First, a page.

As the interview progresses, be sure to take a few moments to consider every question before you answer it. Also, be prepared with questions of your own to ask those who are interviewing you. You may be perceived as disinterested if you have no questions for the interviewer.
 
The interviewer may want to discuss salary at some point during the interview. If you’re not comfortable with that, tell him or her that you’re waiting for a job offer first. If you’re required to fill out an application that asks for your current or desired salary, you simply leave it blank or state ‘negotiable.’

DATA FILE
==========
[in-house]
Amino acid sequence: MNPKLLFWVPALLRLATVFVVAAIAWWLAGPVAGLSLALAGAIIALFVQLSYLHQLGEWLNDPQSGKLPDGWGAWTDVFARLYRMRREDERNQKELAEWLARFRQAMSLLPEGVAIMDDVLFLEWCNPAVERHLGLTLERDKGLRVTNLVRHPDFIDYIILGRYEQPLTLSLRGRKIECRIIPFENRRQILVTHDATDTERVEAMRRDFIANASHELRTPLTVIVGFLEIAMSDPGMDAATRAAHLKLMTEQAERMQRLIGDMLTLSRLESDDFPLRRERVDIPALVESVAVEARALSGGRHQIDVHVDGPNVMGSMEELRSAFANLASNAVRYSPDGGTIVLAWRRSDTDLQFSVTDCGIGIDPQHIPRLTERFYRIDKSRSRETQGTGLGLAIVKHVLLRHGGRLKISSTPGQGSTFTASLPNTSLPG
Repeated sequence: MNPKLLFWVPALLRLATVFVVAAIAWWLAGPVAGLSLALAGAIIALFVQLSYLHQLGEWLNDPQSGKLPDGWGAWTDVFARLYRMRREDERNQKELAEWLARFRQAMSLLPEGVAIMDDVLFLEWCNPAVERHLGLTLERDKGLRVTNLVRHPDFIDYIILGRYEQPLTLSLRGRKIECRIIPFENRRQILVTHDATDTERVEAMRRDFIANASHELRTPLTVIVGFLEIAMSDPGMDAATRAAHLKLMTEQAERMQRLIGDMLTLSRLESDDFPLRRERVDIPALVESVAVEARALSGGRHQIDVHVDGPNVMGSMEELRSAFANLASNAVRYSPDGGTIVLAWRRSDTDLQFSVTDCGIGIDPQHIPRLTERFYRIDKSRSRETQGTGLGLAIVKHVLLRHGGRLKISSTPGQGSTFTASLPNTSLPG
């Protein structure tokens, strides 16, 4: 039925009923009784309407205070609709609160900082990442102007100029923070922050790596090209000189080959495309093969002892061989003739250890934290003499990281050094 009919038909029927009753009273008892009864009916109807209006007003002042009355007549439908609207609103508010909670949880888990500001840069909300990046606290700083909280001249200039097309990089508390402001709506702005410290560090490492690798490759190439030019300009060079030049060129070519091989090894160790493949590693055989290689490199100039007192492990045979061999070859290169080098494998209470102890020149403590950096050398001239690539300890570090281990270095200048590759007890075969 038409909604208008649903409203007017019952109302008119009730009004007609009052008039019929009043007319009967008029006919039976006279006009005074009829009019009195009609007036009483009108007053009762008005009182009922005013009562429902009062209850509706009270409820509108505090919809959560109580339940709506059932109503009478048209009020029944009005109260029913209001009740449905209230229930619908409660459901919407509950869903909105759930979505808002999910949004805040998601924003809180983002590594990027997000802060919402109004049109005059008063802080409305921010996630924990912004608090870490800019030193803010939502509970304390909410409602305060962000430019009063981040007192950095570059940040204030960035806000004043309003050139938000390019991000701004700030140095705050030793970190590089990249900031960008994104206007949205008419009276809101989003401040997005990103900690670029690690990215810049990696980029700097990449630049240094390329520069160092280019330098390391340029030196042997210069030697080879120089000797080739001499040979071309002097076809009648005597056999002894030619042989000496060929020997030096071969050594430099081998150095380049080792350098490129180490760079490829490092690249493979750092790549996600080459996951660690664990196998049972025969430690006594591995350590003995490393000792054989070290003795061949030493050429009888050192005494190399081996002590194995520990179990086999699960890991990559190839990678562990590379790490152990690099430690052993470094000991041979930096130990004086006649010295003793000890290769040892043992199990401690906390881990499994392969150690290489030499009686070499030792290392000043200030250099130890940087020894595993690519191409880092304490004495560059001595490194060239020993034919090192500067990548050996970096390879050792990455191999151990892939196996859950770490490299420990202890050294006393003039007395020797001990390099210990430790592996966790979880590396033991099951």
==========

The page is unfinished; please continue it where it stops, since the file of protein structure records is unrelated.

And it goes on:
Salary is usually—but not always—negotiable. If you’re offered a job for a healthcare organization, the salary may not be negotiable at all. However, if you’re offered a job by a private coding and billing company or a large corporation, you may be able to negotiate a higher wage.
 
Throughout the interview—and particularly as it ends—express your interest in working for the company. Make it clear that you would welcome a job offer.
 
Think before you respond.
Don’t jump at the first job offer you receive. Ensure that you understand—and are comfortable with—the requirements of the new job before you give up your present source of income and employment. Ask a lot of questions, particularly if the new job is quite different from the one you are leaving. Consider asking the following questions prior to accepting the position if you didn’t already pose them during the interview: